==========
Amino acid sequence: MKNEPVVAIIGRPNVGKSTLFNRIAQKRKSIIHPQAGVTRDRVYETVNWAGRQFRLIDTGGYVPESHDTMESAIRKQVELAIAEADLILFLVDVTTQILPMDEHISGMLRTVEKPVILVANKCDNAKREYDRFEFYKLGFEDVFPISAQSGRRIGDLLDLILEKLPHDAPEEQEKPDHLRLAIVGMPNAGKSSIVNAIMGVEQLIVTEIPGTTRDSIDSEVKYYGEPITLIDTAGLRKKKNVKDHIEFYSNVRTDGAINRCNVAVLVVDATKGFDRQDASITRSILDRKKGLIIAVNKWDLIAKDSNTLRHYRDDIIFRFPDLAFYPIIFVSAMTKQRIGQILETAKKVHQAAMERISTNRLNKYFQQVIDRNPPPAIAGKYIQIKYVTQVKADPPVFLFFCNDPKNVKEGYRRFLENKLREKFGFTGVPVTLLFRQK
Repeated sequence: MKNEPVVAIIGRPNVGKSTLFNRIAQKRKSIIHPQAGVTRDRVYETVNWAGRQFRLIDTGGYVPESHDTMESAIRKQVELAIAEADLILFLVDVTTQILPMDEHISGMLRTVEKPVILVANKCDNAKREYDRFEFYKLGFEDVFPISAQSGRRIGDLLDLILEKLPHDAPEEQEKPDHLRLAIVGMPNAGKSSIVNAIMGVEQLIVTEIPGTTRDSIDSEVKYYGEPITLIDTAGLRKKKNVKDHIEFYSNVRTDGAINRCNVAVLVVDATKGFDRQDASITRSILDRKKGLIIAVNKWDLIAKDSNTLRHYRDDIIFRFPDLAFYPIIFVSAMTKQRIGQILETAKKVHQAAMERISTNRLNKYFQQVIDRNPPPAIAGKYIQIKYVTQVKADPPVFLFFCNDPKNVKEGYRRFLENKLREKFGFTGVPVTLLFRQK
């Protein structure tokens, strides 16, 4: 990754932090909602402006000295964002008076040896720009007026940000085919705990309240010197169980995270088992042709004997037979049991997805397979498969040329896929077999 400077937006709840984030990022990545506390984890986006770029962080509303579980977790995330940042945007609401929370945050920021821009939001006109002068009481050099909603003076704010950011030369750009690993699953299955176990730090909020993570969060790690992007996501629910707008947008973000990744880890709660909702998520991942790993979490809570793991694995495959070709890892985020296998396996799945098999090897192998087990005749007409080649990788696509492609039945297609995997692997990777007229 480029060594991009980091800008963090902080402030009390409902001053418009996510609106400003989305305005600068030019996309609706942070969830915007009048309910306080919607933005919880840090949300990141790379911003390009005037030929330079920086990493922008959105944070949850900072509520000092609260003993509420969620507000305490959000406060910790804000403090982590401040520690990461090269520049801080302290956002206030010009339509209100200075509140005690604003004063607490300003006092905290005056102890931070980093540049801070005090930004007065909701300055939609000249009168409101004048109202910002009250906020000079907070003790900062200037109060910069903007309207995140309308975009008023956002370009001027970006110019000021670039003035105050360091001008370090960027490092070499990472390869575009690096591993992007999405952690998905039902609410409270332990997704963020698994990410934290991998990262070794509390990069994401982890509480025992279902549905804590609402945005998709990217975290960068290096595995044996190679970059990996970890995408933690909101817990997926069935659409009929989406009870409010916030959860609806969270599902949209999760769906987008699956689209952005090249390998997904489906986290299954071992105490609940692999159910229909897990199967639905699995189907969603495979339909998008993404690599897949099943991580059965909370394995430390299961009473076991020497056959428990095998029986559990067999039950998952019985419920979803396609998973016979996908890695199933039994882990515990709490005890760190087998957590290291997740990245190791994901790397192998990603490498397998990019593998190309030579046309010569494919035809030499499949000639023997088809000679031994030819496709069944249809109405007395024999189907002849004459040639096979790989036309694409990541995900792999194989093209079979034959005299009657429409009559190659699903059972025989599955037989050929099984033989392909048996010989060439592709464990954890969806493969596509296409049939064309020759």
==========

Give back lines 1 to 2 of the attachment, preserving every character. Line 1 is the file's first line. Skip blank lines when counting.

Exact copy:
Amino acid sequence: MKNEPVVAIIGRPNVGKSTLFNRIAQKRKSIIHPQAGVTRDRVYETVNWAGRQFRLIDTGGYVPESHDTMESAIRKQVELAIAEADLILFLVDVTTQILPMDEHISGMLRTVEKPVILVANKCDNAKREYDRFEFYKLGFEDVFPISAQSGRRIGDLLDLILEKLPHDAPEEQEKPDHLRLAIVGMPNAGKSSIVNAIMGVEQLIVTEIPGTTRDSIDSEVKYYGEPITLIDTAGLRKKKNVKDHIEFYSNVRTDGAINRCNVAVLVVDATKGFDRQDASITRSILDRKKGLIIAVNKWDLIAKDSNTLRHYRDDIIFRFPDLAFYPIIFVSAMTKQRIGQILETAKKVHQAAMERISTNRLNKYFQQVIDRNPPPAIAGKYIQIKYVTQVKADPPVFLFFCNDPKNVKEGYRRFLENKLREKFGFTGVPVTLLFRQK
Repeated sequence: MKNEPVVAIIGRPNVGKSTLFNRIAQKRKSIIHPQAGVTRDRVYETVNWAGRQFRLIDTGGYVPESHDTMESAIRKQVELAIAEADLILFLVDVTTQILPMDEHISGMLRTVEKPVILVANKCDNAKREYDRFEFYKLGFEDVFPISAQSGRRIGDLLDLILEKLPHDAPEEQEKPDHLRLAIVGMPNAGKSSIVNAIMGVEQLIVTEIPGTTRDSIDSEVKYYGEPITLIDTAGLRKKKNVKDHIEFYSNVRTDGAINRCNVAVLVVDATKGFDRQDASITRSILDRKKGLIIAVNKWDLIAKDSNTLRHYRDDIIFRFPDLAFYPIIFVSAMTKQRIGQILETAKKVHQAAMERISTNRLNKYFQQVIDRNPPPAIAGKYIQIKYVTQVKADPPVFLFFCNDPKNVKEGYRRFLENKLREKFGFTGVPVTLLFRQK